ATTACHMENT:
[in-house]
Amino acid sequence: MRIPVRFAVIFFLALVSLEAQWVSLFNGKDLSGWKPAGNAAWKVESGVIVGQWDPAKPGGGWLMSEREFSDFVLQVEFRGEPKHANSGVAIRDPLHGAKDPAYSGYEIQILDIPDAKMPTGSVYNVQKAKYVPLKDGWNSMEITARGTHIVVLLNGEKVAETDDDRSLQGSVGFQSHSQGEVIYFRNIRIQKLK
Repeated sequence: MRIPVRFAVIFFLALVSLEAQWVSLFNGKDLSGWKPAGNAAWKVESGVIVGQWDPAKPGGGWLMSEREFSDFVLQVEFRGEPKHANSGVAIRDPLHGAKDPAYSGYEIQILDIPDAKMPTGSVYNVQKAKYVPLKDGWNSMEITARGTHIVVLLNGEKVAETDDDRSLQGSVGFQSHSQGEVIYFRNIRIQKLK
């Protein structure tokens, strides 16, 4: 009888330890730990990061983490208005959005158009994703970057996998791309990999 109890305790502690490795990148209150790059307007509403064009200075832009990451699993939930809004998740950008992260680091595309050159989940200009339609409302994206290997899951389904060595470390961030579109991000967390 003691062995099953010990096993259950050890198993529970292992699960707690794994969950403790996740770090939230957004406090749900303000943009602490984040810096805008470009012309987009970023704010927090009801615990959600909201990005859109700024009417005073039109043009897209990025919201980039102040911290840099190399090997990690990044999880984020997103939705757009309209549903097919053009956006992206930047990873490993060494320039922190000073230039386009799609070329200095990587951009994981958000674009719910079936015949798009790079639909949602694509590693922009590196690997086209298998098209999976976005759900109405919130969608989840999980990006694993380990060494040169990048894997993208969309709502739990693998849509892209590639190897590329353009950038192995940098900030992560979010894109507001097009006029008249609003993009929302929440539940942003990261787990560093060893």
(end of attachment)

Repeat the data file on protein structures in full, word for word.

[in-house]
Amino acid sequence: MRIPVRFAVIFFLALVSLEAQWVSLFNGKDLSGWKPAGNAAWKVESGVIVGQWDPAKPGGGWLMSEREFSDFVLQVEFRGEPKHANSGVAIRDPLHGAKDPAYSGYEIQILDIPDAKMPTGSVYNVQKAKYVPLKDGWNSMEITARGTHIVVLLNGEKVAETDDDRSLQGSVGFQSHSQGEVIYFRNIRIQKLK
Repeated sequence: MRIPVRFAVIFFLALVSLEAQWVSLFNGKDLSGWKPAGNAAWKVESGVIVGQWDPAKPGGGWLMSEREFSDFVLQVEFRGEPKHANSGVAIRDPLHGAKDPAYSGYEIQILDIPDAKMPTGSVYNVQKAKYVPLKDGWNSMEITARGTHIVVLLNGEKVAETDDDRSLQGSVGFQSHSQGEVIYFRNIRIQKLK
């Protein structure tokens, strides 16, 4: 009888330890730990990061983490208005959005158009994703970057996998791309990999 109890305790502690490795990148209150790059307007509403064009200075832009990451699993939930809004998740950008992260680091595309050159989940200009339609409302994206290997899951389904060595470390961030579109991000967390 003691062995099953010990096993259950050890198993529970292992699960707690794994969950403790996740770090939230957004406090749900303000943009602490984040810096805008470009012309987009970023704010927090009801615990959600909201990005859109700024009417005073039109043009897209990025919201980039102040911290840099190399090997990690990044999880984020997103939705757009309209549903097919053009956006992206930047990873490993060494320039922190000073230039386009799609070329200095990587951009994981958000674009719910079936015949798009790079639909949602694509590693922009590196690997086209298998098209999976976005759900109405919130969608989840999980990006694993380990060494040169990048894997993208969309709502739990693998849509892209590639190897590329353009950038192995940098900030992560979010894109507001097009006029008249609003993009929302929440539940942003990261787990560093060893």